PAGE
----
Dear Brendan: re this Secretary of Health thing

11 minute read

Professor Brendan Murphy’s performance as CMO during COVID-19 has been hard to fault – what will he do with all that goodwill now he’s got the most important health job in the country?

Dear Professor Murphy,

When I first heard you were next in line for the Secretary of Health job I was intrigued that the government had gone for an actual doctor, not another career bureaucrat. Way back then I really wanted to ask you a few questions around how you got the gig and what you think you might bring to it, having had coalface experience and all as a doctor, and not having been brought up in the public service like nearly all department secretaries of the past.

But then a global pandemic intervened, and you were asked to stay on for a bit in your chief medical officer role.

There is nothing good you could say about COVID-19 but I try wherever I can to look for silver linings, and I suspect a big one might be that you really rocked as a healthcare leader in this crisis.

To start with you weren’t the average overly serious self-important health expert from government. You stepped up to the cameras, presented humbly but with authority and skill,  and somehow gained the immediate trust of the cabinet, the prime minister and the public – we needed someone who was calm and looked like they knew what they were doing in this uncharted territory.

When COVID-19 started you faced so many complex issues coming at you at such speed within a highly politicised environment, and you stayed so calm and collected and there for everyone, that it is hard to think of a leader in Canberra in the last decade or so who has a achieved your profile and level of public respect.

Has Barry Cassidy called you yet to do his show One Plus One about “real” Australian leaders?

Now you are Secretary of Health for the country.


I’m not saying that past secretaries have been bad. Some state-based ones are some of the brightest minds I know in health, and you can’t really say your predecessor Glenys Beauchamp did anything wrong, she just wasn’t there long and came to the job without much grounding in health.

And she was a career Canberra bureaucrat, so what did anyone expect really?

As soon as you announced you were returning to the job you were supposed to take up earlier in the year, our team got excitedly on to the department to try to organise a quick interview.

Alas, your media person is clearly a long-term well-trained bureaucrat bulldog media minder. That and we are but a minnow in the world of media brands that he clearly had never heard of, so was suitably dismissive.

We tried a few times  but got such oblique responses as “he’s not currently available to do media …”, “no he won’t be available in the future either…”, and, “listen, just go away will you…” –  OK I made the last one up, but such was the vibe that we immediately feared you might be about to disappear into the dark realms of high-end Canberra politics and bureaucracy, not to be heard from again. Certainly your media guy doesn’t want anyone to hear from you.

I express this fear in part because over the years health secretaries have gained a pretty good reputation for being invisible to anyone outside Canberra’s sphere of influence. I won’t call it a“bubble” as that’s a bit cynical and Canberra bureaucrats can do a great job, even when we can’t see or hear from them.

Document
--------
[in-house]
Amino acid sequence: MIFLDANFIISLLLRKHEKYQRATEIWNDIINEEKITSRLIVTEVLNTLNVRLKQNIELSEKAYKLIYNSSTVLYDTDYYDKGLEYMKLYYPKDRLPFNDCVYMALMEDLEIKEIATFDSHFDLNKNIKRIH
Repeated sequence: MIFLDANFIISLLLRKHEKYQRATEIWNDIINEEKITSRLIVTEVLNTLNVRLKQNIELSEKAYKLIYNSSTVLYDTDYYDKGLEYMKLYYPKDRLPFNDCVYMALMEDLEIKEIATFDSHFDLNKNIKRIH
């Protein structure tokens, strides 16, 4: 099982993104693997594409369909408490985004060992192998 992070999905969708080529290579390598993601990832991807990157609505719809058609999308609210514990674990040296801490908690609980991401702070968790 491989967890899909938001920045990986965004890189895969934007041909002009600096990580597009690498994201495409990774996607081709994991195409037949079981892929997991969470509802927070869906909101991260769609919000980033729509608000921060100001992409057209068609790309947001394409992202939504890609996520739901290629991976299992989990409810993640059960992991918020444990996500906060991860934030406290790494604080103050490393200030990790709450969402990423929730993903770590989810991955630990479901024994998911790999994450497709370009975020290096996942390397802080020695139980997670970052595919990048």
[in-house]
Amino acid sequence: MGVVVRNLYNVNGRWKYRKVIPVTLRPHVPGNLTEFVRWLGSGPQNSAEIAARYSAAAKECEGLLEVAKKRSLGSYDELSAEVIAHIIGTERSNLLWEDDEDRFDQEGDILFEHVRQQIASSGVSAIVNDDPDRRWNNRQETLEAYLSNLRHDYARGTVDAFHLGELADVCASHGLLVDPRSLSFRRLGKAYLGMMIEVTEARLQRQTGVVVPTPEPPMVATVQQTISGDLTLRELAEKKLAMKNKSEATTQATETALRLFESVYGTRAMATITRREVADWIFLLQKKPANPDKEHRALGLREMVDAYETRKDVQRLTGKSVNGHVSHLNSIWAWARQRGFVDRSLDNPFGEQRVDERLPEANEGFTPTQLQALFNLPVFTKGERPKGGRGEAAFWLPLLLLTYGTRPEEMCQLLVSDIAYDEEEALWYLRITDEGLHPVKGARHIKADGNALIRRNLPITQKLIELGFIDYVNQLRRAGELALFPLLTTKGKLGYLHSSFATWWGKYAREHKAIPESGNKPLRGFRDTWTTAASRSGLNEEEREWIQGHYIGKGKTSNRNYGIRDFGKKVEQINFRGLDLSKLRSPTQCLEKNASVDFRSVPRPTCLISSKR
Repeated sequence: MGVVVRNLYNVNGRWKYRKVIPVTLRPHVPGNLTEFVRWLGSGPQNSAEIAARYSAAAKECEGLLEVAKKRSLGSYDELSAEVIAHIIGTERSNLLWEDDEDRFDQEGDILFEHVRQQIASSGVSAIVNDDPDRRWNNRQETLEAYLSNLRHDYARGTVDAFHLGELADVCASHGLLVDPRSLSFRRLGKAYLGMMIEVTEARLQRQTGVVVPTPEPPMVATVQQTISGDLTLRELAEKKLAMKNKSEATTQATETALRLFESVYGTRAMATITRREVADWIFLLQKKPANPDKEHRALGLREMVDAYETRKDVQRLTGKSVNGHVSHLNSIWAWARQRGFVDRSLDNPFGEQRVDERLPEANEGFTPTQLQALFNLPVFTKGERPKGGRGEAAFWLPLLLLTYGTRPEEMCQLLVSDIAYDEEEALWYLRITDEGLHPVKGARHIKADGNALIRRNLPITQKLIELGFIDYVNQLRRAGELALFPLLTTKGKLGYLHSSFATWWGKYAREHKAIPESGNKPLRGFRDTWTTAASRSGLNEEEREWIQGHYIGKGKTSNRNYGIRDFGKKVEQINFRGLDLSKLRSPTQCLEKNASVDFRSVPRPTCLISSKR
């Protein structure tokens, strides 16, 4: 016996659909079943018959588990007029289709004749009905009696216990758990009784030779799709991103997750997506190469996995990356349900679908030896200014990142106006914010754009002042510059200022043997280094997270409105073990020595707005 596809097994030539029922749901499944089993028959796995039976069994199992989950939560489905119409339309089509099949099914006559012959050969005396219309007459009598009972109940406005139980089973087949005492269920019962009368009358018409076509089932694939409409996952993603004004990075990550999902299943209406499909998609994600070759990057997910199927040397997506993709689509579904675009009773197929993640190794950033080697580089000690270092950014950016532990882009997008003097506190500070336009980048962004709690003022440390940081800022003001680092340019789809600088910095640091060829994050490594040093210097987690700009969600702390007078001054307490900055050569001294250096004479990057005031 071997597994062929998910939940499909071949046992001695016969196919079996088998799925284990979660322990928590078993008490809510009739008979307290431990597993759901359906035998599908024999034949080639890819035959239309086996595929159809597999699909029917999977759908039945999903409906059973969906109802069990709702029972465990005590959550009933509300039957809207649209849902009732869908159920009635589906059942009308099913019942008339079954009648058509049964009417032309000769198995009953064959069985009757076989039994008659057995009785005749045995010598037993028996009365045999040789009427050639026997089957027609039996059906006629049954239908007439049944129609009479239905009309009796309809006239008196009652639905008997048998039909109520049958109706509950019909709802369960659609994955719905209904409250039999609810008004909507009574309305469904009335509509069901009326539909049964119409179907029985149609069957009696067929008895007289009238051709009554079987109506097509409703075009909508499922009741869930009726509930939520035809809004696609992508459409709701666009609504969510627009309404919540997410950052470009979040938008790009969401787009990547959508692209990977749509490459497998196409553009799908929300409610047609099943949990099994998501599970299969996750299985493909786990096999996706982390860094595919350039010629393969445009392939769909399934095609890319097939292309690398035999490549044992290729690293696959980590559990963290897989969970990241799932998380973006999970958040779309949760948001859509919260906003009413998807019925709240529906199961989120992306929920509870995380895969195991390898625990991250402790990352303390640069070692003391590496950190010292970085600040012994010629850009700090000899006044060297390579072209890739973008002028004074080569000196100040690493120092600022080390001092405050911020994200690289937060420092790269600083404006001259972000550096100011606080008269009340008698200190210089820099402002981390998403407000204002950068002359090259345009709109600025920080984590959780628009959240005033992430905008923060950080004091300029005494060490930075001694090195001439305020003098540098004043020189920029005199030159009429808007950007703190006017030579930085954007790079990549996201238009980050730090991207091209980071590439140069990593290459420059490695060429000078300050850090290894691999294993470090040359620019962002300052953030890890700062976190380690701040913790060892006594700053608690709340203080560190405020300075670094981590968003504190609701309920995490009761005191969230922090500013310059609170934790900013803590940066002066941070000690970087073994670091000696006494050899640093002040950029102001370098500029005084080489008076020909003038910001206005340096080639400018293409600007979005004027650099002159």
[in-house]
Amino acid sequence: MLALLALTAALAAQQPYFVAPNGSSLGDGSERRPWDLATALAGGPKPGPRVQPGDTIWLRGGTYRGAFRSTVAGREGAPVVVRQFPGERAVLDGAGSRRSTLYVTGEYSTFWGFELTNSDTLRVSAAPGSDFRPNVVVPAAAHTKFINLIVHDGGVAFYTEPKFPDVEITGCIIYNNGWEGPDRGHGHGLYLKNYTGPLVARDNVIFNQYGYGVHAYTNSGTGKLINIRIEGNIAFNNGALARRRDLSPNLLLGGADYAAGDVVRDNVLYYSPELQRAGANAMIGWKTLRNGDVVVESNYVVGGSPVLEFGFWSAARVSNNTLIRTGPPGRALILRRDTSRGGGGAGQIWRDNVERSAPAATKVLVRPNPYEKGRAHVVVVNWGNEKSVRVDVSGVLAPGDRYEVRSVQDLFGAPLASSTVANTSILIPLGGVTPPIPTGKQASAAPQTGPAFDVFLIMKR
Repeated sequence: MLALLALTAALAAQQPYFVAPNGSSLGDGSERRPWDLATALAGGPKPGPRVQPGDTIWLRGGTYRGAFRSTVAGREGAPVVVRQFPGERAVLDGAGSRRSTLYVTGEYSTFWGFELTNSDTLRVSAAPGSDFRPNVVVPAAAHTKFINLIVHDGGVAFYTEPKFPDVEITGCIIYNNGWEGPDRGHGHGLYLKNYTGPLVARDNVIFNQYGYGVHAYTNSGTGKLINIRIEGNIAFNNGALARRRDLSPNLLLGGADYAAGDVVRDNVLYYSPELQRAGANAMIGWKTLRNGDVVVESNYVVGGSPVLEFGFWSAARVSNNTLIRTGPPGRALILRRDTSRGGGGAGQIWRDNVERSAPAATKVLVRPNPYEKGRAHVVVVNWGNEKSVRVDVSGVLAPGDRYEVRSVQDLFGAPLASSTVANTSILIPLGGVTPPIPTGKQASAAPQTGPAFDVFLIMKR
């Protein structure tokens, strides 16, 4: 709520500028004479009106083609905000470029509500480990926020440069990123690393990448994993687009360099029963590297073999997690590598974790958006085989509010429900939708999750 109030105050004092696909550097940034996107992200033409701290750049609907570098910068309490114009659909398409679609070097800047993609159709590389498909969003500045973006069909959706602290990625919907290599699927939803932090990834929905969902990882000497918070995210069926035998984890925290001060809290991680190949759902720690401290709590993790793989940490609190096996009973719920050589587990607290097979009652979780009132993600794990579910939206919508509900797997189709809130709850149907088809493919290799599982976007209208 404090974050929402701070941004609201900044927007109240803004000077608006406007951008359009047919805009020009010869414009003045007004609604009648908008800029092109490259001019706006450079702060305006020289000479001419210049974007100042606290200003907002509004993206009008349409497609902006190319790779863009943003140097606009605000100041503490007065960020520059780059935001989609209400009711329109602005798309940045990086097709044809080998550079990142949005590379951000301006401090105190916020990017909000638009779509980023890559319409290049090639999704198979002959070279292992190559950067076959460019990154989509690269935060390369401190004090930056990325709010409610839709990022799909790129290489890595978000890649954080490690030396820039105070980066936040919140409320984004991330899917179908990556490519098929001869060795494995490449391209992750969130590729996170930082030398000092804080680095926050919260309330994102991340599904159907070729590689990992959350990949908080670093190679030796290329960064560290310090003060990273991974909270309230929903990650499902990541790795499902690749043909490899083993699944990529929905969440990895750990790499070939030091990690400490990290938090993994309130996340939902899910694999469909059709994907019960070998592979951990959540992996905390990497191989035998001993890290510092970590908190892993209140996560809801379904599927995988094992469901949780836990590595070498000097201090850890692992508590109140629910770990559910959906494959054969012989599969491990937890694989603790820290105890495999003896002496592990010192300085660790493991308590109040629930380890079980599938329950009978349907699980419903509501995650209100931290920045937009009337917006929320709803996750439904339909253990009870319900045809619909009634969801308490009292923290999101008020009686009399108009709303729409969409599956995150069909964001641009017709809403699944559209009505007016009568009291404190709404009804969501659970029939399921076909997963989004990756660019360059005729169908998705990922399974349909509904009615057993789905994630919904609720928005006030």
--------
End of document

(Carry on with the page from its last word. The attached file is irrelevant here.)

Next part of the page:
Also, over the years I’ve heard the same story several times about a quite accomplished and famous past federal health secretary who used to say in private that his one and only job was to keep his minister out of the proverbial.

Which of course should be part of your job description. But surely not your main job.

You come to this job better qualified, and better positioned to alter the course of the Australian healthcare system, than perhaps any other bureaucrat in history.

No pressure, just saying.

I hate to put this on you, as it must seem like you just achieved a lot already, and you’ve earned some time contemplating things out of the harsh glare of senior Canberra politics.

But many of us are now counting on you to lead us, not out of the wilderness exactly – we have a pretty good health system still – but at least off the current trajectory we’re on, which has the whiff of a slow boiling frog about it.

Think of it as subtly tilting a healthy planet out of its current orbit, which happens to be in the path of giant meteor, into one that’s safer long term.

Here’s a few things that are aligning for you:

  • You are our first Health Secretary with serious coalface experience of healthcare in Australia – from a lowly registrar, slaving your way through a hospital system, to a specialist, and ultimately to running one of the largest and most complex regional healthcare organisations in the country.
  • COVID-19 challenged you as a CMO and you stepped up to that challenge in a way we’ve never seen before. If it was a CMO beauty contest, you’d be hands-down winner ( Dr Nick Coatsworth is only a deputy CMO of couse, as with his looks and presentation you might get pipped). You managed the pollies and the public almost flawlessly. Who does that in this day and age?
  • That stint as CMO during COVID-19 has earned you a huge emotional and trust bank account with the public, and politicians from both sides. You’ve got some room in that to make some people uncomfortable when you need to, as you can swing your public trust around a bit like a baseball king hitter in the practice pen before he steps up to the plate. You have presence and the attention of many.